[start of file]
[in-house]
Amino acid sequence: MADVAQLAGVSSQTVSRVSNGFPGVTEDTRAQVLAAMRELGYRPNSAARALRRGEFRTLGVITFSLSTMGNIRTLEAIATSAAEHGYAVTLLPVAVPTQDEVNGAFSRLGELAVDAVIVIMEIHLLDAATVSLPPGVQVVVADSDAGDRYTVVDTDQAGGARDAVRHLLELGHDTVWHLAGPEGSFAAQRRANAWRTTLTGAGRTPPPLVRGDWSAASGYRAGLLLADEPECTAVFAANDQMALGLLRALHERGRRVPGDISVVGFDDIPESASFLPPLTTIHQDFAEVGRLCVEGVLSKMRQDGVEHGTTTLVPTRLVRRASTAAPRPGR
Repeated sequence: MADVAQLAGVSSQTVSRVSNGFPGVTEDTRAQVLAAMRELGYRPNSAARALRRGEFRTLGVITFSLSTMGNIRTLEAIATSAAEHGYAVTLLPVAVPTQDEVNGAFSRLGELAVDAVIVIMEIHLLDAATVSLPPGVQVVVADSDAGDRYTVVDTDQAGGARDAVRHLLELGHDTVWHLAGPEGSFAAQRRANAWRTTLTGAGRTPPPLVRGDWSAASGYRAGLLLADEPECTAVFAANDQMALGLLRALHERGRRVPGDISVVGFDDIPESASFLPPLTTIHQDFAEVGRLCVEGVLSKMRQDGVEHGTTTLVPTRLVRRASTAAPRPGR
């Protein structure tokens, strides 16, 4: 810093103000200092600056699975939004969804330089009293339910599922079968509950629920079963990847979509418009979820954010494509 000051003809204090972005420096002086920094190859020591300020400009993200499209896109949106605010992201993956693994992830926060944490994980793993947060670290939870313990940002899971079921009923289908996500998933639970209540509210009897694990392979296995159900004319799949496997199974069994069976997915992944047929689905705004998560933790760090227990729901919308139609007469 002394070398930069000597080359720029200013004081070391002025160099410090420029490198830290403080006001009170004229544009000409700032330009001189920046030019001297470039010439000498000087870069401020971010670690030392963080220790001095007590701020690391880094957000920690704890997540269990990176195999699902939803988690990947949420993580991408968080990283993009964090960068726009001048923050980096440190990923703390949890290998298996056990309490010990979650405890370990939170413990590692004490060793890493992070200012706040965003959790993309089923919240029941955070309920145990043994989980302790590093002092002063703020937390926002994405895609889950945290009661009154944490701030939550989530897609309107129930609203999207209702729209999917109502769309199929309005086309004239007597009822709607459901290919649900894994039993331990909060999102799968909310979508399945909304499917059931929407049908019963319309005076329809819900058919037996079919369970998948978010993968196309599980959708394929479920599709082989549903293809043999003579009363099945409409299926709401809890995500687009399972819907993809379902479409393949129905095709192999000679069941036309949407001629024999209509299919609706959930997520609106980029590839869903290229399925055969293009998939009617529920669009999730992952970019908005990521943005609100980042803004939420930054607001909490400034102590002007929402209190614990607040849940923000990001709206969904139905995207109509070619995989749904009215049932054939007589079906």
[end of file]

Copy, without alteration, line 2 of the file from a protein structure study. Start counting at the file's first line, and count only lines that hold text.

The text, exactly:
Amino acid sequence: MADVAQLAGVSSQTVSRVSNGFPGVTEDTRAQVLAAMRELGYRPNSAARALRRGEFRTLGVITFSLSTMGNIRTLEAIATSAAEHGYAVTLLPVAVPTQDEVNGAFSRLGELAVDAVIVIMEIHLLDAATVSLPPGVQVVVADSDAGDRYTVVDTDQAGGARDAVRHLLELGHDTVWHLAGPEGSFAAQRRANAWRTTLTGAGRTPPPLVRGDWSAASGYRAGLLLADEPECTAVFAANDQMALGLLRALHERGRRVPGDISVVGFDDIPESASFLPPLTTIHQDFAEVGRLCVEGVLSKMRQDGVEHGTTTLVPTRLVRRASTAAPRPGR